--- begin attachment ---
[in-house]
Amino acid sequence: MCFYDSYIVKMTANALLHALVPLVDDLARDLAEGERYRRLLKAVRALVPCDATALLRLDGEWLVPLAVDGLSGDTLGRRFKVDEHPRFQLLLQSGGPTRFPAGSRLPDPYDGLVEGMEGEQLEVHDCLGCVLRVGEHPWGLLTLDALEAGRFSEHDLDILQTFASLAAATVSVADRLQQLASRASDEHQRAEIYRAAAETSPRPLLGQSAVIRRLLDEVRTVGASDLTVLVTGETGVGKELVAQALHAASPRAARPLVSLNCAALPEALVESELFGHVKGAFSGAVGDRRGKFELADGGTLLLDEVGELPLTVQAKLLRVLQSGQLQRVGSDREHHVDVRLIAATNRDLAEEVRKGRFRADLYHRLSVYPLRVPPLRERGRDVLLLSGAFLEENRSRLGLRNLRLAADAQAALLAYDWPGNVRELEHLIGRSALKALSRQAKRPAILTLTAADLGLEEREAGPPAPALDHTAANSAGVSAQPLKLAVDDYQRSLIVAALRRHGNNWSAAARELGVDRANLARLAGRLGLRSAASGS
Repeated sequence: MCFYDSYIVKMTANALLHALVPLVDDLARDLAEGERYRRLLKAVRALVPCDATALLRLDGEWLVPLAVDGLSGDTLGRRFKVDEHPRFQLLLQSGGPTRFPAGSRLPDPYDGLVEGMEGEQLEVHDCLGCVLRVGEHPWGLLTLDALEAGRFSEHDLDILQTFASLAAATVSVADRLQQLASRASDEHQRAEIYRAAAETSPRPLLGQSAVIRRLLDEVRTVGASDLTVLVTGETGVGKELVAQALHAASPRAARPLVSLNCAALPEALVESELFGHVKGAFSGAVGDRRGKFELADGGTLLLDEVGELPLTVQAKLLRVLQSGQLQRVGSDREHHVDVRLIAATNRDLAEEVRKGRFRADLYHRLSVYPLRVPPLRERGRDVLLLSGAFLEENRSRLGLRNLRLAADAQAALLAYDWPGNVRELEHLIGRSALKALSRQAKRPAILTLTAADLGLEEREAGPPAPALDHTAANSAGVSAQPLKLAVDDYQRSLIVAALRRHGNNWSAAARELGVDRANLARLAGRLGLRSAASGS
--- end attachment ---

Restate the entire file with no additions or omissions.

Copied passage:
[in-house]
Amino acid sequence: MCFYDSYIVKMTANALLHALVPLVDDLARDLAEGERYRRLLKAVRALVPCDATALLRLDGEWLVPLAVDGLSGDTLGRRFKVDEHPRFQLLLQSGGPTRFPAGSRLPDPYDGLVEGMEGEQLEVHDCLGCVLRVGEHPWGLLTLDALEAGRFSEHDLDILQTFASLAAATVSVADRLQQLASRASDEHQRAEIYRAAAETSPRPLLGQSAVIRRLLDEVRTVGASDLTVLVTGETGVGKELVAQALHAASPRAARPLVSLNCAALPEALVESELFGHVKGAFSGAVGDRRGKFELADGGTLLLDEVGELPLTVQAKLLRVLQSGQLQRVGSDREHHVDVRLIAATNRDLAEEVRKGRFRADLYHRLSVYPLRVPPLRERGRDVLLLSGAFLEENRSRLGLRNLRLAADAQAALLAYDWPGNVRELEHLIGRSALKALSRQAKRPAILTLTAADLGLEEREAGPPAPALDHTAANSAGVSAQPLKLAVDDYQRSLIVAALRRHGNNWSAAARELGVDRANLARLAGRLGLRSAASGS
Repeated sequence: MCFYDSYIVKMTANALLHALVPLVDDLARDLAEGERYRRLLKAVRALVPCDATALLRLDGEWLVPLAVDGLSGDTLGRRFKVDEHPRFQLLLQSGGPTRFPAGSRLPDPYDGLVEGMEGEQLEVHDCLGCVLRVGEHPWGLLTLDALEAGRFSEHDLDILQTFASLAAATVSVADRLQQLASRASDEHQRAEIYRAAAETSPRPLLGQSAVIRRLLDEVRTVGASDLTVLVTGETGVGKELVAQALHAASPRAARPLVSLNCAALPEALVESELFGHVKGAFSGAVGDRRGKFELADGGTLLLDEVGELPLTVQAKLLRVLQSGQLQRVGSDREHHVDVRLIAATNRDLAEEVRKGRFRADLYHRLSVYPLRVPPLRERGRDVLLLSGAFLEENRSRLGLRNLRLAADAQAALLAYDWPGNVRELEHLIGRSALKALSRQAKRPAILTLTAADLGLEEREAGPPAPALDHTAANSAGVSAQPLKLAVDDYQRSLIVAALRRHGNNWSAAARELGVDRANLARLAGRLGLRSAASGS